Asteroid impacts are global threats, requiring international collaboration. The United Nations has recognized the importance of this through the Committee on the Peaceful Uses of Outer Space (COPUOS), which encourages member states to share data and strategies on NEO threats.
Engaging the public is essential. Education campaigns can achieve this, along with observing events like International Asteroid Day and involving amateur astronomers in tracking efforts.
Technological advancements will play a crucial role in planetary defense. Future missions, improved tracking systems, and new deflection techniques are all areas of active research and development.
More about asteroids
Asteroids, the rocky remnants from the solar system’s formation, continue to capture our attention and curiosity. These celestial wanderers often raise both wonder and concern. Here’s a comprehensive look at these enigmatic bodies.
What are asteroids?
Asteroids are rocky, airless fragments that orbit the Sun. Most of them lie in the Asteroid Belt, a region between Mars and Jupiter. They range from tiny pebbles to about 940 kilometers in diameter.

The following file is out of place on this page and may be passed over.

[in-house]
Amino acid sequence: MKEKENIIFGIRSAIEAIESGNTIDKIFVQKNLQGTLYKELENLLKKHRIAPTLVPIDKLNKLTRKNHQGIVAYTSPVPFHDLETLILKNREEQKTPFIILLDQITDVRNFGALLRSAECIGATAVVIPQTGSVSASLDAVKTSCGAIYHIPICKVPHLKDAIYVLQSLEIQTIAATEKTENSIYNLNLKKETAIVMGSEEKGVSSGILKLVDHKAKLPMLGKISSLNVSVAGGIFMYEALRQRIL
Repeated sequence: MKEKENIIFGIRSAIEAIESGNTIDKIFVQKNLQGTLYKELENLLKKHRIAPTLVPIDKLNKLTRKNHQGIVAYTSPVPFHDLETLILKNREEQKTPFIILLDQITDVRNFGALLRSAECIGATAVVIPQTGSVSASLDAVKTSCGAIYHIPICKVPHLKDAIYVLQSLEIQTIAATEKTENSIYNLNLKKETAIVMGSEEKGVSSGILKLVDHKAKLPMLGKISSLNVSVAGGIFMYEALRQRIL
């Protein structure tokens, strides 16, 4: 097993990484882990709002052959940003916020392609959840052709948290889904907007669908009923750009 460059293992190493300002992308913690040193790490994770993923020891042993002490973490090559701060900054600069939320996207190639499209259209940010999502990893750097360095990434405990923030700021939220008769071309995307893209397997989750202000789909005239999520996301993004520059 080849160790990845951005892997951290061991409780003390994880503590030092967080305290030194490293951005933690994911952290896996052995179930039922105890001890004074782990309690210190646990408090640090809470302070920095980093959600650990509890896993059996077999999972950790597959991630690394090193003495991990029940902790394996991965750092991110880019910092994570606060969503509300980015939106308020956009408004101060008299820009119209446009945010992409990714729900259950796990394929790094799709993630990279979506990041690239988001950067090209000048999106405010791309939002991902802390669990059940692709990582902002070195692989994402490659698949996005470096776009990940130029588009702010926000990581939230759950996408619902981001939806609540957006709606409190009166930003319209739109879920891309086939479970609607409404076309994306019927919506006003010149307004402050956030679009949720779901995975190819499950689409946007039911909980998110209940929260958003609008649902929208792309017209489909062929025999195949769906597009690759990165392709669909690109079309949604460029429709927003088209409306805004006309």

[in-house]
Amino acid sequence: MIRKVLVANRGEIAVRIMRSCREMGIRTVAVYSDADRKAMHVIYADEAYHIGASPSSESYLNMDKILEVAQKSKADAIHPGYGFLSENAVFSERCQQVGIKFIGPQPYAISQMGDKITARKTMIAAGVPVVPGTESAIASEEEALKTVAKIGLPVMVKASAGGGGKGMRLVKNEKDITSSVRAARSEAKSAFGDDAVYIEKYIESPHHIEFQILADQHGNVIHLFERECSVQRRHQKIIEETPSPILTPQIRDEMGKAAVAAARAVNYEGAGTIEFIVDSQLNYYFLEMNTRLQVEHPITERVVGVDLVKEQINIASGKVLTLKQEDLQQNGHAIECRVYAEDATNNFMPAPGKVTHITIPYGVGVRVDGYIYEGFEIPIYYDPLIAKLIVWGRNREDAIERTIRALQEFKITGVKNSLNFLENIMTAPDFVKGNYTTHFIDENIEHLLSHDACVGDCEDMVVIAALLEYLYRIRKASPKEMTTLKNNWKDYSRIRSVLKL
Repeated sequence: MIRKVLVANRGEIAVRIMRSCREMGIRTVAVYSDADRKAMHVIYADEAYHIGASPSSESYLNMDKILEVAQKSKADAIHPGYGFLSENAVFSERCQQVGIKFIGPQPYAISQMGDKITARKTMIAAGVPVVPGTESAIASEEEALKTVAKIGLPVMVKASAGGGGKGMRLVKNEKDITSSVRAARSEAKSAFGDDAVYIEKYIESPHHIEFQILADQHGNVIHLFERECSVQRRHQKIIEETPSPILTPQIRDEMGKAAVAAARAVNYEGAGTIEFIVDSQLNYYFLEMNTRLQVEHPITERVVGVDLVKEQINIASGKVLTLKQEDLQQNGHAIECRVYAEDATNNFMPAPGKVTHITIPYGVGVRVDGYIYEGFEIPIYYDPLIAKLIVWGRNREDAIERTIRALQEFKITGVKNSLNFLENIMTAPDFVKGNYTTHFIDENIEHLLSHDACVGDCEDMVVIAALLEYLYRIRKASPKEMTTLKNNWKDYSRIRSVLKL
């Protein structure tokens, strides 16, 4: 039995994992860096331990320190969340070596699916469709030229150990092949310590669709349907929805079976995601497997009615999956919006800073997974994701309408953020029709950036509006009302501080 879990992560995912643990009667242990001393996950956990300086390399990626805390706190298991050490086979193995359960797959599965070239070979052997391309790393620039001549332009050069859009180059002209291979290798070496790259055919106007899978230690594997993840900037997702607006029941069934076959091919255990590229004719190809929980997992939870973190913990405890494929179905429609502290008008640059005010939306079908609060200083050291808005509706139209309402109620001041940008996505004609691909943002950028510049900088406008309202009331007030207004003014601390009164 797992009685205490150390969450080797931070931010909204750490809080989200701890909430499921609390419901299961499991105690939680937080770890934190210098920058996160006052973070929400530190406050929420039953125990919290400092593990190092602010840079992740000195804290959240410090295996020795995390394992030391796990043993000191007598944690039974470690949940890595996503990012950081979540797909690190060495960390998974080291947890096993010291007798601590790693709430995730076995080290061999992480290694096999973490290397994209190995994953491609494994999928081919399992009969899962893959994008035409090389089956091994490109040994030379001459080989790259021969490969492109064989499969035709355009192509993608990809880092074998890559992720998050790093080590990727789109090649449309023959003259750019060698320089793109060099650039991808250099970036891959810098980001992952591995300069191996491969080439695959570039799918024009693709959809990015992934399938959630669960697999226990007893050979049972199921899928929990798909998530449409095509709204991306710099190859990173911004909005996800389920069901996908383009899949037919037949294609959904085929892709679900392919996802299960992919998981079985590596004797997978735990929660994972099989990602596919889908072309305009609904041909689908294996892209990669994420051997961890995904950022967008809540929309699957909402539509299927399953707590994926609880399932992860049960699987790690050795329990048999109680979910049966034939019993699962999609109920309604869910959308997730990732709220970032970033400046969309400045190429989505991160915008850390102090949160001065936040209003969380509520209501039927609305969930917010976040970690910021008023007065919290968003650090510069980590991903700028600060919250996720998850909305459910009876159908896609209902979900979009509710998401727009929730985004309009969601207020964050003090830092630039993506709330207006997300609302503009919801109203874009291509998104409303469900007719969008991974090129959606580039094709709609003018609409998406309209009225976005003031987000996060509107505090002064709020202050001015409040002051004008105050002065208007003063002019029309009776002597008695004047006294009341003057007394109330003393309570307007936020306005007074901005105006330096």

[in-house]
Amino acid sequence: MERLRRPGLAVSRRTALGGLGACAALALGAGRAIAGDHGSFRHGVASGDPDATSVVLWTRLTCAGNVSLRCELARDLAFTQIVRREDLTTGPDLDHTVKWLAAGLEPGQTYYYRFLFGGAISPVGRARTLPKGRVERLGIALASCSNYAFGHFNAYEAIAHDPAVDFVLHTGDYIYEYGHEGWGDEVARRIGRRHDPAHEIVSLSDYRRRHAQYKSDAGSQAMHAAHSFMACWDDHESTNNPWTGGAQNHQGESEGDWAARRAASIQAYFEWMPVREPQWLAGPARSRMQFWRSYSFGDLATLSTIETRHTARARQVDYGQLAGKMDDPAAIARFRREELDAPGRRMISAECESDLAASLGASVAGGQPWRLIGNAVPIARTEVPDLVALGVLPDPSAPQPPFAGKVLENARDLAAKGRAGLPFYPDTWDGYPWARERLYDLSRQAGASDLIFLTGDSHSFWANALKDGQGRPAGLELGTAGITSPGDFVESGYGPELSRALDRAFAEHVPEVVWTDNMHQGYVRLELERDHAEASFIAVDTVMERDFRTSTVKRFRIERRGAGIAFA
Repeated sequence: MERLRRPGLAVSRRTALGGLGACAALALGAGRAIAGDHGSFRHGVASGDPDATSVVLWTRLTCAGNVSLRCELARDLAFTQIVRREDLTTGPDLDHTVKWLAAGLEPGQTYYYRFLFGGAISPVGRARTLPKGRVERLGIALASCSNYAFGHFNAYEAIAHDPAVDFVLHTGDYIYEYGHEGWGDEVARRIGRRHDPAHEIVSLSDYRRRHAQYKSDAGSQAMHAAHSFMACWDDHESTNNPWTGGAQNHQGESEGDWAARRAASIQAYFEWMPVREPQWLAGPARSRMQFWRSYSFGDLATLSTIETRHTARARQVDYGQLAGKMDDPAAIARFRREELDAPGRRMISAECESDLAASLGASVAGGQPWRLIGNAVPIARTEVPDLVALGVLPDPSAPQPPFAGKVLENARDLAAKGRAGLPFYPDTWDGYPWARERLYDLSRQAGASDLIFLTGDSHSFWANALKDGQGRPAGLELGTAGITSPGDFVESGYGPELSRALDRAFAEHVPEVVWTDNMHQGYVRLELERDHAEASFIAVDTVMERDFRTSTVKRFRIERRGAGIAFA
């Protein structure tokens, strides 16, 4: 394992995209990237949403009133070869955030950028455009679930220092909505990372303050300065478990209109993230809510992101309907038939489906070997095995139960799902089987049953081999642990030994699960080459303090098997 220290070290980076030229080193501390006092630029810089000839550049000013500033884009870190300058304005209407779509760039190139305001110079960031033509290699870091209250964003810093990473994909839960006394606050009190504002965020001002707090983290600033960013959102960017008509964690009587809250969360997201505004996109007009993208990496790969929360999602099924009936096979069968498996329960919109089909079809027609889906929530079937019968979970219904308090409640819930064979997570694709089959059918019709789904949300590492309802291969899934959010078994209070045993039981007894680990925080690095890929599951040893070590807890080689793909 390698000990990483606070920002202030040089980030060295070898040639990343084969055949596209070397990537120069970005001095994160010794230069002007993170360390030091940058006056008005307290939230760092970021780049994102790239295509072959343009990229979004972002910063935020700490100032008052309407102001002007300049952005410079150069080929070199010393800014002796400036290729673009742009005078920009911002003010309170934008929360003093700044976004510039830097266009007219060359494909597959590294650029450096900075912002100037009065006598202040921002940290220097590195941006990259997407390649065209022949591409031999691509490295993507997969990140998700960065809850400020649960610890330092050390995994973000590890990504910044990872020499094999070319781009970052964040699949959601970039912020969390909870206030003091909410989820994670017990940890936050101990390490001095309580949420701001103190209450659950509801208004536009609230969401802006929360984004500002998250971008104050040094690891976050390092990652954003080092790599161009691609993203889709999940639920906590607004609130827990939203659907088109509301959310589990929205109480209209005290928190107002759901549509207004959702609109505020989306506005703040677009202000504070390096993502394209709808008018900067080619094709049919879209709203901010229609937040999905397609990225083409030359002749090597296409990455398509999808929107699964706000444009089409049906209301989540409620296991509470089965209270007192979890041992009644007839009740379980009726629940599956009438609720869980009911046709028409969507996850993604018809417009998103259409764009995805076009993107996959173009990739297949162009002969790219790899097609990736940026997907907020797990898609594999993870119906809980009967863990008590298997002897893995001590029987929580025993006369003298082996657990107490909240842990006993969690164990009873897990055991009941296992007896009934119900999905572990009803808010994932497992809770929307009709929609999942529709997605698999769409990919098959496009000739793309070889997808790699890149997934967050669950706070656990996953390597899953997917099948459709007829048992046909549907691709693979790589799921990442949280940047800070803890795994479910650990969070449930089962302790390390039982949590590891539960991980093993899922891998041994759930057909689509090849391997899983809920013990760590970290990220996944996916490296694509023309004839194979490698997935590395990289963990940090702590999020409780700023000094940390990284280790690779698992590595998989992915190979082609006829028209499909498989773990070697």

Origins and composition
Scientists believe asteroids are building blocks left over from the early solar system’s formation about 4.6 billion years ago. These bodies primarily consist of rock, metal, and sometimes organic compounds.
Classification of asteroids
Based on their composition, we classify asteroids into three main types:
- C-type (Carbonaceous): These constitute the majority of asteroids and contain carbon or carbon-rich materials.
- S-type (Silicaceous): Primarily composed of silicate materials and nickel-iron.
- M-type (Metallic): Mostly made up of metallic nickel and iron.
The Asteroid Belt
The majority of known asteroids reside in the Asteroid Belt. This vast region contains millions of asteroids, but it’s mostly empty space. Their collective mass amounts to less than that of Earth’s moon.